Schools need to tread carefully in this area and think carefully about future entry patterns, I’m up for rewarding schools efforts, but not at the expense of others (remember Progress 8 is a zero-sum game, so improvements – however they are made – in one school then affect the rest of the school population.) If ECDL really is the answer, every student might as well do it and then we can be judged on the remaining Progress 7.
The ECDL effect can be seen via performance figures where schools have great Open element scores but lower impact on the scores in English, maths, and Ebacc elements.
So three ways the ECDL issue can be resolved:
- Reduce points, and then schools that still feel it is genuinely beneficial to their students can still offer it.
- Tighter Ofsted scrutiny over entry patterns (this might already be happening)
- Publish Progress 8 without ECDL, or simply the best 7 subjects – Progress 7, this would highlight any schools that are relying on one qualification to boost scores.
OK next up on my list…
MFL qualifications for native speakers:
This is not going to be a popular stance (with some) but some schools simply put their students in for GCSE qualifications in their home language.
How can this be spotted?
When we look at school results and see things like; 5 A grades in Polish, 8 A* grades in Urdu, 3 top grades in Mandarin.
OK fine, these results like ECDL are falsely inflating a slot in progress 8, this is not as widespread but possibly even less worthy, simply because the school has not taught these children anything, whereas there is an element of teaching in ECDL. A GCSE in their own language is probably not that useful to them.
The counter argument to this is that these children often have lower ability in English and therefore this is simply a counterbalance to that, but it isn’t really close to being the same thing. Lower prior attainment in English will be reflected in KS2 starting points.
If Ofsted were looking, they could say, OK – 3 A grades in Polish, great well done, you must have some great teaching in that area, can I observe part of a lesson please? Where would they go? These things are superfluous to the school system.
See also: Graded Music Qualifications, taken privately outside of school – claimed by the school – the same thing really.
Finally for today, because I have a bunch more:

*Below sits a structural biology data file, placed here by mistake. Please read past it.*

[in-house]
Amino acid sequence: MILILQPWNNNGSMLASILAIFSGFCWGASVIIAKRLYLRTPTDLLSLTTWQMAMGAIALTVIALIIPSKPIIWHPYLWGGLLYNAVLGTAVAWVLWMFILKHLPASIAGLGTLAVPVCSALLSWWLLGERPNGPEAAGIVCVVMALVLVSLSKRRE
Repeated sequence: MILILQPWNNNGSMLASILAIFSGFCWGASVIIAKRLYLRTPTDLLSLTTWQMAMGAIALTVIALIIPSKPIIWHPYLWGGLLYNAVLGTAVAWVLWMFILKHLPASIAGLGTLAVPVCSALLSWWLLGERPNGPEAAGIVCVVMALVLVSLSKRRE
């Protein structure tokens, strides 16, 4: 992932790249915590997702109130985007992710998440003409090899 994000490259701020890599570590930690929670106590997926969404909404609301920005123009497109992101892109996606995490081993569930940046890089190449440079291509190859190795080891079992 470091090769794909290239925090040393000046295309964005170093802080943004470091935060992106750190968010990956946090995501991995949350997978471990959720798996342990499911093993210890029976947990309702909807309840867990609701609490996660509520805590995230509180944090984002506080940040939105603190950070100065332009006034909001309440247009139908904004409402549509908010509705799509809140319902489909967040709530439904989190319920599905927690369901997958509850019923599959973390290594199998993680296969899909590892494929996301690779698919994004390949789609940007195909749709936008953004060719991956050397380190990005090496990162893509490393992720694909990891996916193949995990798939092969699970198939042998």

The Missing Masses:
When Edudatalab, published the excellent Floors, Tables and Coasters in 2015, I expected a much bigger uproar nationally about this graph:
This clearly shows an exodus of pupils in Autumn and Spring Term of Y11 and what happens on the third Thursday in January? The school census, where pupils on roll at that point count in school performance figures whether they like it or not. This isn’t just an odd phenomena this is deliberate massaging of the figures to remove ‘troublesome’ or dare I suggest ‘underperforming’ students before they are cemented into the school performance figures.
This is a major concern to me in education, how can these students simply be allowed to be AWOL, do we not as a nation have a duty of responsibility to educate this students to the best of our ability to the end of compulsory education.
However deeper than this even is the MAT effect. Students switching schools within MATs to simply go onto a roll in January (briefly perhaps) so that they do not adversely affect the results of a school that is in danger of inspection in the next cycle. They might never set foot in the school. I’ve mentioned this before here, it’s impossible to prove from here.
However, surely nationally, the NPD can be interrogated to show numbers on roll at individual schools in Y10 January and then the following year Y11 January and this can be used as a basis for further investigations.
I don’t like this one at all, infact I like it least of the three mentioned today. The darkest of the dark arts, a large secondary MAT with an outstanding special school included… have a think where those students are ‘going’ for a few days in January.